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Old 03-12-2016, 12:08 PM   #1
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18" roof raise

If i want to raise my roof 18" how long do my steel supports need to be? i plan on using one eighth inch steel to do so, a box c shape. Would 6' long pieces maintain the integrity of the body? Also how many welds or rivets need to be used above the cut and below the cut? right now i am thinking of inserting below the window line.
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Old 03-12-2016, 01:04 PM   #2
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I'm not an engineer, but I think 6' pieces may raise your roof a bit more than 18"...

I would suggest for every 2 inches you raise it, add 1 inch of overlap on top and 1 inch overlap on bottom. As far as fasteners are concerned, I'd guess 1 every 3 inches in each side top and bottom.

C channel may not be the best way to go, a lot of folks on here prefer to have a fabricator make the original "hat" channel only wide enough to fit over the cut pieces.

Disclaimer - I am not a professional, so what I say is not a guide, but more of a food for thought response. I am only responsible for my own shenanigans!
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Old 03-12-2016, 01:46 PM   #3
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Yes that would be 4.5 feet of overlap. i have no idea what is too little or too much. because i will be cutting the sides a foot from the floor of the bus, it will have a lot more weight to support than if i cut above the windows. Also i will be replacing two of the original windows with a single window in some places , maybe even 3. Are rivets as effective as welds?
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Old 03-12-2016, 05:45 PM   #4
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IMO welds are the best way of fastening any metal, especially structural parts. There are some adhesives out there that they use on these new high rise buildings that are supposed to hold longer than the metal will last, but I am sure it is a pretty pricey item to get a hold of.

Rivets are good for the sheeting after. #1 it would match the rest of the original build, #2 if you needed to remove a sheet, grind the rivets and it comes off, welded has to be ground or cut, and those adhesives.....well your just "stuck"!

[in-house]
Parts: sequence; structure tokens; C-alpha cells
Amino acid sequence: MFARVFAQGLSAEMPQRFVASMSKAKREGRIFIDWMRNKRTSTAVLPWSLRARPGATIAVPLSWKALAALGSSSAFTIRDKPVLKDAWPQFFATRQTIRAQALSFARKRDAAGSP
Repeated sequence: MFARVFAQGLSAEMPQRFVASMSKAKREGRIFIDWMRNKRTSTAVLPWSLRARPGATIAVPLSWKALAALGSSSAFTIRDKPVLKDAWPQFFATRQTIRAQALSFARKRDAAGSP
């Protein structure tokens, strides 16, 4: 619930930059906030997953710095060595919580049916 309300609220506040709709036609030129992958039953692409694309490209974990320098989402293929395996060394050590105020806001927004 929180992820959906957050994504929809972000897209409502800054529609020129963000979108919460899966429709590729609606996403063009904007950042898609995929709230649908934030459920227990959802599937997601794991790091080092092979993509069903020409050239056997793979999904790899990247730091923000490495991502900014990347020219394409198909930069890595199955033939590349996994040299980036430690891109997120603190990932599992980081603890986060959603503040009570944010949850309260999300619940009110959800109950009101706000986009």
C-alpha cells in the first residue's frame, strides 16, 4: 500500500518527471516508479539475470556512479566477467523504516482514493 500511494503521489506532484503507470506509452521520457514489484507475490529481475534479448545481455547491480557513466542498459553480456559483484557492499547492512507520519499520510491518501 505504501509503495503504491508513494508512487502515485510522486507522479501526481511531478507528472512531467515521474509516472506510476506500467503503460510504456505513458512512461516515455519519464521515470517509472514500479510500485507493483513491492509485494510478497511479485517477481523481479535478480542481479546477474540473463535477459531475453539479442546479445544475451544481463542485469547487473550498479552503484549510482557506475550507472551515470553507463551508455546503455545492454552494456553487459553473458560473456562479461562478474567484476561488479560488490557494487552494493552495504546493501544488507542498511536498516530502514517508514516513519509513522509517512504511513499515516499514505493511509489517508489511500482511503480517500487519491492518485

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Old 03-12-2016, 05:56 PM   #5
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Thanks. i dont think my welding skills are up to doing this kind of work. i was thinking of using adhesives or rivets to put things in place and then hiring someone for a day to do the welding.
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Old 03-12-2016, 06:25 PM   #6
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If the ribs are galvanized, remember to prep them by grinding off the zinc before you clamp, screw,glue, rivet everything down. If not, when you get ready to weld you likely won't be able to get to it.
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Old 03-12-2016, 06:38 PM   #7
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Good call Tango. Most people don't realize the importance of surface prep before the task.
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Old 03-12-2016, 07:07 PM   #8
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Thanks. i dont think my welding skills are up to doing this kind of work. i was thinking of using adhesives or rivets to put things in place and then hiring someone for a day to do the welding.
Be careful not to get the adhesive in the areas to be welded either. Your best bet would be the find a welder and talk your plans over with them, then make your cuts and do your raise and clamp it securely where you want it. Have the welder come that day or as soon as possible to weld everything together. All the riveting and adhesive as a temporary fastener is wasted time and money IMHO.
Just curious, why are you cutting it down so low? Why not just cut through the window channels like most do and use the farm jack lift method shown in multiple builds here.
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Old 03-12-2016, 09:17 PM   #9
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I think pengyou wants to be able to see out the windows without bending over. They are pretty low when you're standing inside the bus.
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Old 03-12-2016, 09:50 PM   #10
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I think pengyou wants to be able to see out the windows without bending over. They are pretty low when you're standing inside the bus.
Yes, that was my original idea, but as I think it through, I realize how much more weight will be on the joint by going lower, how much more stress will be on the welds, etc. Time to think it through again.
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